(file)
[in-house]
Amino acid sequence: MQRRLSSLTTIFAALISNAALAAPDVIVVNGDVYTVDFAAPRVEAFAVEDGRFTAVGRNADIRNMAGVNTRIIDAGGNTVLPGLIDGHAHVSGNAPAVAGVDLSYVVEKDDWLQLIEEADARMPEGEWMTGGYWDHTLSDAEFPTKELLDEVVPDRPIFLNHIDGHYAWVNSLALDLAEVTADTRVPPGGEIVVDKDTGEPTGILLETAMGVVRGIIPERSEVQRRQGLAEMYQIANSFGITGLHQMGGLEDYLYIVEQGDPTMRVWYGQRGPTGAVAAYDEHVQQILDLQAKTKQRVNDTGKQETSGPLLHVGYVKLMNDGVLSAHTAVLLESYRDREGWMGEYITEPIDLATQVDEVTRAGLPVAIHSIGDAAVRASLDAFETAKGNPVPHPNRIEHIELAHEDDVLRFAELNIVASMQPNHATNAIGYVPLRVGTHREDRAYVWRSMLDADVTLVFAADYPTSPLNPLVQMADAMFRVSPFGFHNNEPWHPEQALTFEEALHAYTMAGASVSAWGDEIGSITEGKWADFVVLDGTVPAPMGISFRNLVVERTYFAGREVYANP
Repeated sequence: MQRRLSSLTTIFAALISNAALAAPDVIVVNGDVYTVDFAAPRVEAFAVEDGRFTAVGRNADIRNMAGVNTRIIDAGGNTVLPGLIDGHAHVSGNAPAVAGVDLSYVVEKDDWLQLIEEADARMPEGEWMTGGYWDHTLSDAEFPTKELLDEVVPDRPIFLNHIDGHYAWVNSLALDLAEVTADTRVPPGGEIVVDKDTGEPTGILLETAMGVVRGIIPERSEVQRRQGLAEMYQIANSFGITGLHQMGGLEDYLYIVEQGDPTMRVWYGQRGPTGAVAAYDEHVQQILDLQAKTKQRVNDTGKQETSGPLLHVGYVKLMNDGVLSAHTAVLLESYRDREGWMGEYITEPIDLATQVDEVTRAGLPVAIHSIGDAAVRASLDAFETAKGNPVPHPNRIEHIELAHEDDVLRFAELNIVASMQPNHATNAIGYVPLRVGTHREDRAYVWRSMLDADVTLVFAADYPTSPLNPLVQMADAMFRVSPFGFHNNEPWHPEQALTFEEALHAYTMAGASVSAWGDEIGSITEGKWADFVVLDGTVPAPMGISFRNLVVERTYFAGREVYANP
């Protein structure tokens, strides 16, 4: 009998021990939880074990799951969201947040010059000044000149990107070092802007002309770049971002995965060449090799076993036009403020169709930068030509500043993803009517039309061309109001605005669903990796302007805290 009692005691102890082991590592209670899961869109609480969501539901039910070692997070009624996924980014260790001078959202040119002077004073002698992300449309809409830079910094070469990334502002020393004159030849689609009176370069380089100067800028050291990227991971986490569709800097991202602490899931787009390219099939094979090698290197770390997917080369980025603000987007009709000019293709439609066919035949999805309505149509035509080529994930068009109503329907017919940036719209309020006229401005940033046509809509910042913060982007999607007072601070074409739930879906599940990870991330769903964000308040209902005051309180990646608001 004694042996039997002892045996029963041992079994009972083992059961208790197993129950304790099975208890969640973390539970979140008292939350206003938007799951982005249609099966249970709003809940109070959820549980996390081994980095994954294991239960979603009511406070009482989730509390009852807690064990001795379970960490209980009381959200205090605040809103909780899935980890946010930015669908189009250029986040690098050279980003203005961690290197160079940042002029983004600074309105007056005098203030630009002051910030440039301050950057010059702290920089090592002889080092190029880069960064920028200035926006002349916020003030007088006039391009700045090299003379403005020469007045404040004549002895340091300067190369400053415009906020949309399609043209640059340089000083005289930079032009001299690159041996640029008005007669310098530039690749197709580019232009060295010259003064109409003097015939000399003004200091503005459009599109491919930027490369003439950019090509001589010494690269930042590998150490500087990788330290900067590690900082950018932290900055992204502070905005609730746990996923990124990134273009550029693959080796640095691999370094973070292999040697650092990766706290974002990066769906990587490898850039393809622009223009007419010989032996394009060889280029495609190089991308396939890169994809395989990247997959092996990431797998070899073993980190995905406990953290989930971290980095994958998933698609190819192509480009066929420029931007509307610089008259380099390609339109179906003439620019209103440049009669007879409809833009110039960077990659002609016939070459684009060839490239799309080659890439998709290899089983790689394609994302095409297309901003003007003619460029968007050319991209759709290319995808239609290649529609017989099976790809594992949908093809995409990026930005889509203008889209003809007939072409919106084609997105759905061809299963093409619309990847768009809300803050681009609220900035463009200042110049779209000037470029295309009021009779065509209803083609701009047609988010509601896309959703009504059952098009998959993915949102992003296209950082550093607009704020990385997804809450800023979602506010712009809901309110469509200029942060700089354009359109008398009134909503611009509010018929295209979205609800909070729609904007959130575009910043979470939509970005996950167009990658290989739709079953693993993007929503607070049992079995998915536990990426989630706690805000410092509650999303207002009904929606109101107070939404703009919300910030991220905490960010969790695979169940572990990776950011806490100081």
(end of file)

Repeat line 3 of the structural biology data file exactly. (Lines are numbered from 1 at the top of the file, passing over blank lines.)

Repeated sequence: MQRRLSSLTTIFAALISNAALAAPDVIVVNGDVYTVDFAAPRVEAFAVEDGRFTAVGRNADIRNMAGVNTRIIDAGGNTVLPGLIDGHAHVSGNAPAVAGVDLSYVVEKDDWLQLIEEADARMPEGEWMTGGYWDHTLSDAEFPTKELLDEVVPDRPIFLNHIDGHYAWVNSLALDLAEVTADTRVPPGGEIVVDKDTGEPTGILLETAMGVVRGIIPERSEVQRRQGLAEMYQIANSFGITGLHQMGGLEDYLYIVEQGDPTMRVWYGQRGPTGAVAAYDEHVQQILDLQAKTKQRVNDTGKQETSGPLLHVGYVKLMNDGVLSAHTAVLLESYRDREGWMGEYITEPIDLATQVDEVTRAGLPVAIHSIGDAAVRASLDAFETAKGNPVPHPNRIEHIELAHEDDVLRFAELNIVASMQPNHATNAIGYVPLRVGTHREDRAYVWRSMLDADVTLVFAADYPTSPLNPLVQMADAMFRVSPFGFHNNEPWHPEQALTFEEALHAYTMAGASVSAWGDEIGSITEGKWADFVVLDGTVPAPMGISFRNLVVERTYFAGREVYANP